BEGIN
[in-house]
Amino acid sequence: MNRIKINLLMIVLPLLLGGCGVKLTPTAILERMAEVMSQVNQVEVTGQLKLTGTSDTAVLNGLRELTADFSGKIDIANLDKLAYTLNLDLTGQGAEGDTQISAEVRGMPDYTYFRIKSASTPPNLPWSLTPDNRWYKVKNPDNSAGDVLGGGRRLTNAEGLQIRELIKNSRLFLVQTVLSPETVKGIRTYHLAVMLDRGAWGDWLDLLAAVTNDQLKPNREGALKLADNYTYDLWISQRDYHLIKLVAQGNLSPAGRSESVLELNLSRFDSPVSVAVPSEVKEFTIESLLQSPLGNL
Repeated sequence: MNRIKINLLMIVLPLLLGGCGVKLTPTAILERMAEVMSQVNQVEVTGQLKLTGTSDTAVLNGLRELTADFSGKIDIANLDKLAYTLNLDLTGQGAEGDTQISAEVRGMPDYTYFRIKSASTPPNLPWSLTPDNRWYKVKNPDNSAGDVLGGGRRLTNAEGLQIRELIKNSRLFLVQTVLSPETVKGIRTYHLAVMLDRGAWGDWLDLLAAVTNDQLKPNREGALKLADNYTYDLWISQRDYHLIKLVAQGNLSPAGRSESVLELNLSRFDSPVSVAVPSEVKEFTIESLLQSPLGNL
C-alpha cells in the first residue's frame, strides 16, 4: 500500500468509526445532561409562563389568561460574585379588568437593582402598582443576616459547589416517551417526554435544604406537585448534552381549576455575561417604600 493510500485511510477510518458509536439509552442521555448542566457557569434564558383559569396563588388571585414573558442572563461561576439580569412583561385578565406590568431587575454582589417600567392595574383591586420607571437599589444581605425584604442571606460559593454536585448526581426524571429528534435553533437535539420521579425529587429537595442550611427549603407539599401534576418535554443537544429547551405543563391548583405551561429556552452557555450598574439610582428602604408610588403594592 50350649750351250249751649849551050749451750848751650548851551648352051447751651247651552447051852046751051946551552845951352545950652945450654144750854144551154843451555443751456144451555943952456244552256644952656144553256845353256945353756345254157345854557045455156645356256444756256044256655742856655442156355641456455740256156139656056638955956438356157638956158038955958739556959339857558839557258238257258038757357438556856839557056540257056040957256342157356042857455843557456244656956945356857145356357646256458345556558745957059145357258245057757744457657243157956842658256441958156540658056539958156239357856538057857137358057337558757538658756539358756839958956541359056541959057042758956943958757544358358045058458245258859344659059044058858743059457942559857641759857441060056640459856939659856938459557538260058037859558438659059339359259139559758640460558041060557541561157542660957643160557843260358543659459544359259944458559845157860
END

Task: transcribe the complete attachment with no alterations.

[in-house]
Amino acid sequence: MNRIKINLLMIVLPLLLGGCGVKLTPTAILERMAEVMSQVNQVEVTGQLKLTGTSDTAVLNGLRELTADFSGKIDIANLDKLAYTLNLDLTGQGAEGDTQISAEVRGMPDYTYFRIKSASTPPNLPWSLTPDNRWYKVKNPDNSAGDVLGGGRRLTNAEGLQIRELIKNSRLFLVQTVLSPETVKGIRTYHLAVMLDRGAWGDWLDLLAAVTNDQLKPNREGALKLADNYTYDLWISQRDYHLIKLVAQGNLSPAGRSESVLELNLSRFDSPVSVAVPSEVKEFTIESLLQSPLGNL
Repeated sequence: MNRIKINLLMIVLPLLLGGCGVKLTPTAILERMAEVMSQVNQVEVTGQLKLTGTSDTAVLNGLRELTADFSGKIDIANLDKLAYTLNLDLTGQGAEGDTQISAEVRGMPDYTYFRIKSASTPPNLPWSLTPDNRWYKVKNPDNSAGDVLGGGRRLTNAEGLQIRELIKNSRLFLVQTVLSPETVKGIRTYHLAVMLDRGAWGDWLDLLAAVTNDQLKPNREGALKLADNYTYDLWISQRDYHLIKLVAQGNLSPAGRSESVLELNLSRFDSPVSVAVPSEVKEFTIESLLQSPLGNL
C-alpha cells in the first residue's frame, strides 16, 4: 500500500468509526445532561409562563389568561460574585379588568437593582402598582443576616459547589416517551417526554435544604406537585448534552381549576455575561417604600 493510500485511510477510518458509536439509552442521555448542566457557569434564558383559569396563588388571585414573558442572563461561576439580569412583561385578565406590568431587575454582589417600567392595574383591586420607571437599589444581605425584604442571606460559593454536585448526581426524571429528534435553533437535539420521579425529587429537595442550611427549603407539599401534576418535554443537544429547551405543563391548583405551561429556552452557555450598574439610582428602604408610588403594592 50350649750351250249751649849551050749451750848751650548851551648352051447751651247651552447051852046751051946551552845951352545950652945450654144750854144551154843451555443751456144451555943952456244552256644952656144553256845353256945353756345254157345854557045455156645356256444756256044256655742856655442156355641456455740256156139656056638955956438356157638956158038955958739556959339857558839557258238257258038757357438556856839557056540257056040957256342157356042857455843557456244656956945356857145356357646256458345556558745957059145357258245057757744457657243157956842658256441958156540658056539958156239357856538057857137358057337558757538658756539358756839958956541359056541959057042758956943958757544358358045058458245258859344659059044058858743059457942559857641759857441060056640459856939659856938459557538260058037859558438659059339359259139559758640460558041060557541561157542660957643160557843260358543659459544359259944458559845157860